The new CFM56-7BE engine configuration, which is now standard on all delivered 737s, is an improved design that includes high- and low-pressure turbine modifications....

The first Boeing Next-Generation 737 fitted with certified “Performance Improvement” engines was delivered to China Southern Airlines at Boeing Field in Seattle last week.

The new CFM56-7BE engine configuration, which is now standard on all delivered 737s, is an improved design that includes high- and low-pressure turbine modifications. The first aircraft to be delivered with the new engine configuration was a Boeing 737-800.


Boeing says that, coupled with drag-reduction improvements that Boeing started phasing into 737 production earlier this year, the improved engine will result in lower fuel consumption and maintenance cost savings.

This Boeing 737-800, delivered to China Southern Airlines in mid-July 2011, was the first to feature the certified performance-improvement CFM56-7BE engines. All 737NGs delivered subsequently are being fitted with the improved-specification engines

The new engine is part of the 737 performance improvement package (PIP) that Boeing began testing in November 2010, with the goal of reducing fuel consumption by 2 per cent. Incorporation of other fuel-performance improvements will take place into 2012 and Boeing says its data analysis will continue to quantify the final benefit to customers.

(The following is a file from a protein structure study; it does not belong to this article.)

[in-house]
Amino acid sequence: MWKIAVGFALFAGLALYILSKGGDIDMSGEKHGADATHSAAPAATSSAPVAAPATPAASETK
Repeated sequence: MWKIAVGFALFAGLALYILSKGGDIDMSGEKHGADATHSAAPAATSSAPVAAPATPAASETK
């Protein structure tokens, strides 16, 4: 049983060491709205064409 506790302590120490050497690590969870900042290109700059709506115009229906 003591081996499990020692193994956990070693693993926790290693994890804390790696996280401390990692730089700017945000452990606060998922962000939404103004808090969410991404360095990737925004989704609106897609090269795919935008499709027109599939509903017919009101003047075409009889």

“We continue to review performance flight test data and collect delivery data,” says John Hamilton, vice president and chief project engineer – 737 program, Boeing Commercial Airplanes. “The improved fuel savings is part of our commitment to deliver market-leading value to Next-Generation 737 customers.”

Boeing’s continuous efforts to improve the Next-Generation 737 family have resulted in an accumulated 5 per cent gain in fuel-efficiency since the first Boeing 737NG (a 737-700) was delivered in 1998.

According to the manufacturer, the new improvements will give operators an aircraft that is up to 7 per cent more efficient than the first Next-Generation 737s delivered.

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